Tag Archives: agriculture

No dilemma, the human omnivore’s prerogative is unsustainable

Radical slow food guru Joel Salatin is not popular with vegetarians. New Age wisdom has held that modern man had to transcend meat, the only sustainable future calling for us to cut out the middle beast and narrow our source of nutrition to the more efficient vegetable kingdom. Except it turns out that agriculture is no more sustainable than mining. Here’s the lesson I gleaned from Joel Salatin’s lecture last Saturday. Nature wants to grow grass not grain. The greatest environmental disaster to befall Earth was mankind’s development of wheat. Calling humans omnivores pretends we can eat anything, when in reality outside of meat we’re limited to the product of tillage, for the most part requiring irrigation and fertilizer. A sustainable biosphere calls for perennials cycled through their consumers, ruminant herbivores. As omni as we wanna be, we’re not herbivores.

Silly honeybee, High Fructose Corn Syrup is for kids, American humans, fat

If you’d like one reason to despise corporate honey producers, how’s this? Humans come by honey because of the largess of bees. Beekeepers harvest the surplus as honeybees go about –what we’ve learned is their more critical responsibility for human interests– pollinating our crops. Unfortunately it’s become more profitable to milk the hives of more of the honey and leave sugar water or High Fructose Corn Syrup for the hardworking honeybees. Yes it’s killing them.

Never mind it’s suspected as the leading cause of why American honeybees are dying off, it’s crude and parasitic. There might have been a time we’d say it was un-American.

HFCS-induced obesity and diabetes is too gentle a fate for greedy beekeepers. Likewise for cattle farmers who sell the milk, leaving their calves to nurse on a concocted dilution containing cow’s blood and other dairy substitutes — care to wager HFCS is not among them?

You can avoid Big Agra honey, and no doubt any processed foods which market themselves as containing honey. Although, you might check the label, most often the corporate nutritionists have already swapped out your honey for HFCS.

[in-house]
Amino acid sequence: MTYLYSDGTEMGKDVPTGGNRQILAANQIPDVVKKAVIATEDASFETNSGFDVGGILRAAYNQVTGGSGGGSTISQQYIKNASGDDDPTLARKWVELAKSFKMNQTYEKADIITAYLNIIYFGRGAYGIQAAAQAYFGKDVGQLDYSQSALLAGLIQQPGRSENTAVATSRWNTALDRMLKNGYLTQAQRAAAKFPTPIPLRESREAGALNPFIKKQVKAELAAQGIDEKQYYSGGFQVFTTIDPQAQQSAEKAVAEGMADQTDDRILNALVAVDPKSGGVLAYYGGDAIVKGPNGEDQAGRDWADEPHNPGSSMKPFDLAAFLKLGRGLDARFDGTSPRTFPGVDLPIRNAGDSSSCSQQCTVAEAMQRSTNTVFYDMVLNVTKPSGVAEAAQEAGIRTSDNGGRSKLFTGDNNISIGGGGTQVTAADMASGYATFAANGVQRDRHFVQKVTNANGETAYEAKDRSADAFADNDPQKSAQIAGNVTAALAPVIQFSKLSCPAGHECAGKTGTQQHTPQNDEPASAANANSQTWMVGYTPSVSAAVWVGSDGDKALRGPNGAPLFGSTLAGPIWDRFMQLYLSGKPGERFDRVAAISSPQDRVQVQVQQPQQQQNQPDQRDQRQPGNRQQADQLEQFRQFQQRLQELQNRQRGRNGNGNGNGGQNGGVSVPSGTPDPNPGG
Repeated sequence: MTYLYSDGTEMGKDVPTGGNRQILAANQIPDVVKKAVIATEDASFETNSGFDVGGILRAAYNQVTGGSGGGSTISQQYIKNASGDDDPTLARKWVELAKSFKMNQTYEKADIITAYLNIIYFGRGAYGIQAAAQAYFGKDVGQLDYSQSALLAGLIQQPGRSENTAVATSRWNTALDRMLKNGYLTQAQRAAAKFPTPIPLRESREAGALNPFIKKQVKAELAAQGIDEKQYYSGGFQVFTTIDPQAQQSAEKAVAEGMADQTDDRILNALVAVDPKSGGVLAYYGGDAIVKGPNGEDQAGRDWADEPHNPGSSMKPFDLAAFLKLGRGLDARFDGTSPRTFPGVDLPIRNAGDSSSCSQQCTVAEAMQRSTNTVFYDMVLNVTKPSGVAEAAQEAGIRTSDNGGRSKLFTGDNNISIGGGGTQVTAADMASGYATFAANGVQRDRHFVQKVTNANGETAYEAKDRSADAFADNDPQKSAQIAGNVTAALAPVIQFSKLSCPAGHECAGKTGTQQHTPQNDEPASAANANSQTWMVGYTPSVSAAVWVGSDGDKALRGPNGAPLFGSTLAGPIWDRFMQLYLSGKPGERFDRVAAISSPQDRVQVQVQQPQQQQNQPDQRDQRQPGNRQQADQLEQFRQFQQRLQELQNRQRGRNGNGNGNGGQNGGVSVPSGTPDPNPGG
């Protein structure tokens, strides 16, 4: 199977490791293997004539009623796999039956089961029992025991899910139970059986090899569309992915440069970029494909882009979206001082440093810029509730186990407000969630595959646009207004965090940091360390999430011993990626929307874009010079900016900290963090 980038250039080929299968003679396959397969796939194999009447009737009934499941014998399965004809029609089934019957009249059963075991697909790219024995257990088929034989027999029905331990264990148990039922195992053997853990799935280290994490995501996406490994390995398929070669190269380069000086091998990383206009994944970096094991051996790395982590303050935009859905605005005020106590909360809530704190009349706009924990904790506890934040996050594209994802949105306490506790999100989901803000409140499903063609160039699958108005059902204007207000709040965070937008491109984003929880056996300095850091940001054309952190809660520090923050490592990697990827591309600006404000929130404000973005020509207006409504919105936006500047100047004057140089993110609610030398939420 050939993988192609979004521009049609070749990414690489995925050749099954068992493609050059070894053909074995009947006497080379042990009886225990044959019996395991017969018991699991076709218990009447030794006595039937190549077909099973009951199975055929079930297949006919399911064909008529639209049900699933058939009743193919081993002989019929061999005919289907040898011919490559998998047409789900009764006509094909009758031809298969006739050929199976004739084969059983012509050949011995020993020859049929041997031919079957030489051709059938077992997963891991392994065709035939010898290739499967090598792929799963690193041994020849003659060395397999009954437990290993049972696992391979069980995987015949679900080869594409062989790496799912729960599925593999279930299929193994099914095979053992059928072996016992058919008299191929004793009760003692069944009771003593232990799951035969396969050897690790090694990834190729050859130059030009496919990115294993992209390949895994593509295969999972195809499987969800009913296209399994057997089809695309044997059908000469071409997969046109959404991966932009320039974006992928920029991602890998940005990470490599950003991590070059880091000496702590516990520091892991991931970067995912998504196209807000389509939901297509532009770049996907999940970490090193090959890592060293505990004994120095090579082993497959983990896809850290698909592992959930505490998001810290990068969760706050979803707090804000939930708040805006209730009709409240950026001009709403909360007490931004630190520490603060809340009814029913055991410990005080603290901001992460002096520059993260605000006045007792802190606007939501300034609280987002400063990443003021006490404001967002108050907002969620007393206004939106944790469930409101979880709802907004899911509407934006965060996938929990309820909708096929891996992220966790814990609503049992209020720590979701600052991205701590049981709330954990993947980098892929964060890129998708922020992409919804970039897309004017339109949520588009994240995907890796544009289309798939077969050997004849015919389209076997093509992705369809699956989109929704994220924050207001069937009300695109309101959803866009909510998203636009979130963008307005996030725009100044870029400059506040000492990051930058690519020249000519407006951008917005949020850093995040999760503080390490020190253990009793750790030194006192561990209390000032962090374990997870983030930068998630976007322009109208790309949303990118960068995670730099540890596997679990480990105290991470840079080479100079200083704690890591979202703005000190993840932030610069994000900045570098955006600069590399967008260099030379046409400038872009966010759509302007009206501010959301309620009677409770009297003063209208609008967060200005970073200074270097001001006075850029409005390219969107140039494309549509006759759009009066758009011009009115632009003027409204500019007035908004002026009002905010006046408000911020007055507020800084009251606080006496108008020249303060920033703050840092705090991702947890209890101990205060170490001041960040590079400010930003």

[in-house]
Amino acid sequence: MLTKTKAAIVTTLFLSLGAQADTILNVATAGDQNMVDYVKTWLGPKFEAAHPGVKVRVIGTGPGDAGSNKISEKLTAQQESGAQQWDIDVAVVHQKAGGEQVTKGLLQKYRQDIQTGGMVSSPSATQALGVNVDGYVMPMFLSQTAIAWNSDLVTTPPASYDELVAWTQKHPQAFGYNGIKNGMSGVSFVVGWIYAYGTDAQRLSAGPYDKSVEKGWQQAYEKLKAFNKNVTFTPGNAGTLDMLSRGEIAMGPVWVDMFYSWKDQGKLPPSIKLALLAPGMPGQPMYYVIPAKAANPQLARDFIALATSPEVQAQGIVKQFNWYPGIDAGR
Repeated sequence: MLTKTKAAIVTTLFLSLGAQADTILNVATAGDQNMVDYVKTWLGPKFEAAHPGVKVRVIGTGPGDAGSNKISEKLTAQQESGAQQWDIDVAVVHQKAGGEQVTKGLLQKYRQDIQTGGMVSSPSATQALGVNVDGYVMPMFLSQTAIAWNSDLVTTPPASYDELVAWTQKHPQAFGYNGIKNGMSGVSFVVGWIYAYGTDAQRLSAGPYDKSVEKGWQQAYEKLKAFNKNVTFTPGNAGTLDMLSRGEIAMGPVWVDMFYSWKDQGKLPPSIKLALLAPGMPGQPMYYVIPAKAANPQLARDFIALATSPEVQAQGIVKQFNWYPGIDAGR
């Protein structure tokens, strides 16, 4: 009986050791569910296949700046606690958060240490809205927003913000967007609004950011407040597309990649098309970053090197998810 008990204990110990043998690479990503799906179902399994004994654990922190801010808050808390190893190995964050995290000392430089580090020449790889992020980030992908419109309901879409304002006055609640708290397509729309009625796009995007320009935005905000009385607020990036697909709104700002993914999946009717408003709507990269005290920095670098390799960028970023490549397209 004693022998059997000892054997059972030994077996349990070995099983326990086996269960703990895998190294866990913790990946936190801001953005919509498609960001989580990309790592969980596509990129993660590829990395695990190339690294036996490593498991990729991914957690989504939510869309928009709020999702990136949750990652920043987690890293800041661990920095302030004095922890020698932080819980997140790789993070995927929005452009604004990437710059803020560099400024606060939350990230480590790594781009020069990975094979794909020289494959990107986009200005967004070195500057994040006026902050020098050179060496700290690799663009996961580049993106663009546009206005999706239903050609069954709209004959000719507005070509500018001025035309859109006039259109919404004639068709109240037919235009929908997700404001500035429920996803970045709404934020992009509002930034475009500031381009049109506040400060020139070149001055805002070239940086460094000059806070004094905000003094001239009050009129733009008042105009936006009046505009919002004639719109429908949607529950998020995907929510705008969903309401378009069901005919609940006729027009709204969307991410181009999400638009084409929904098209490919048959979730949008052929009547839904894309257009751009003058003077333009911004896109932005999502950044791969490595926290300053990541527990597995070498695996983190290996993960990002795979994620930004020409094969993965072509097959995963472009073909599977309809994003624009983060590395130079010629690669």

Who has got their boot on Rawesome Foods and the CA organic movement?

It’s tempting to urge organic growers to push ahead with sustainable health communities, agents of the corporate food distopia be damned, but here’s what happened to Rawesome Foods: raided by Feds, food stocks destroyed, arrests and prohibitive fines. How do you combat a police state prohibiting all breaches of Big Agra’s strangle-hold on world health? Natural News has an idea, publicize the names of the Federal Agents persecuting the raw dairy evangelists. Friends and loved ones might be able to talk some sense into them. Remember, in principle these health regulators are the good guys. So whose office has got their boot on the California organic food movement? Scarlett Treviso, Terrence Powell, Kelly Sakir, Siobhan Delancey, Michelle LeCavalier, & FDA Commissioner Margaret Hamburg. Here’s how to contact them, this is your local farmer’s time of need.

cdfa logoUnless they’re an appointee from an industry lobby group, a professional who pursues a career in public health is more than likely interested in the public’s health. It’s up to you to bring them up to nutritional speed.

Scarlett Treviso, Senior Special Investigator, (mastermind of first raid on Rawesome Foods, heavily involved in intimidation tactics against raw dairy farmers across California) California Dept. of Food and Agriculture, Milk and Dairy Food Safety division. Office phone: 949-716-8913, Email: streviso@cdfa.ca.gov

Terrance Powell, Bureau Director, Specialized Surveillance & Enforcement Bureau of Los Angeles County Department of Public Health. 5050 Commerce Drive, Baldwin Park, CA 91706, Phone: (626) 430-5150, Fax: (626) 851-3758. Email: tpowell@ph.lacounty.gov